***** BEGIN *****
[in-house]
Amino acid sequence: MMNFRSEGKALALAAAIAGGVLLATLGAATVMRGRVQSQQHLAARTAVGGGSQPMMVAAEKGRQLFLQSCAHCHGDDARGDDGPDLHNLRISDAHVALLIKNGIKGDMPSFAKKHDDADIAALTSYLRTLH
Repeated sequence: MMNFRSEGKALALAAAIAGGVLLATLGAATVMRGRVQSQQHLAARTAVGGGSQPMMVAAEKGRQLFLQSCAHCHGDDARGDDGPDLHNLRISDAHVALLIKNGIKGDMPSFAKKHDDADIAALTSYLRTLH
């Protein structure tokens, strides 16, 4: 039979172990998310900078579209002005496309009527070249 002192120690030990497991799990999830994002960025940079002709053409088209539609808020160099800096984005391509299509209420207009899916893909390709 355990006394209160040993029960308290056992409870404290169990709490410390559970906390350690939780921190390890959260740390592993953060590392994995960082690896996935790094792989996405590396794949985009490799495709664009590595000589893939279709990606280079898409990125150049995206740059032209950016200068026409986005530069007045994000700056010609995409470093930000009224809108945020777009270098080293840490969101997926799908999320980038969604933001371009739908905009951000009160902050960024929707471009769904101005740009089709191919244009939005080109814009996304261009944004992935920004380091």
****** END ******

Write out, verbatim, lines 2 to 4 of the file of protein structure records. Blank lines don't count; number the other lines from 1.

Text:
Amino acid sequence: MMNFRSEGKALALAAAIAGGVLLATLGAATVMRGRVQSQQHLAARTAVGGGSQPMMVAAEKGRQLFLQSCAHCHGDDARGDDGPDLHNLRISDAHVALLIKNGIKGDMPSFAKKHDDADIAALTSYLRTLH
Repeated sequence: MMNFRSEGKALALAAAIAGGVLLATLGAATVMRGRVQSQQHLAARTAVGGGSQPMMVAAEKGRQLFLQSCAHCHGDDARGDDGPDLHNLRISDAHVALLIKNGIKGDMPSFAKKHDDADIAALTSYLRTLH
């Protein structure tokens, strides 16, 4: 039979172990998310900078579209002005496309009527070249 002192120690030990497991799990999830994002960025940079002709053409088209539609808020160099800096984005391509299509209420207009899916893909390709 355990006394209160040993029960308290056992409870404290169990709490410390559970906390350690939780921190390890959260740390592993953060590392994995960082690896996935790094792989996405590396794949985009490799495709664009590595000589893939279709990606280079898409990125150049995206740059032209950016200068026409986005530069007045994000700056010609995409470093930000009224809108945020777009270098080293840490969101997926799908999320980038969604933001371009739908905009951000009160902050960024929707471009769904101005740009089709191919244009939005080109814009996304261009944004992935920004380091």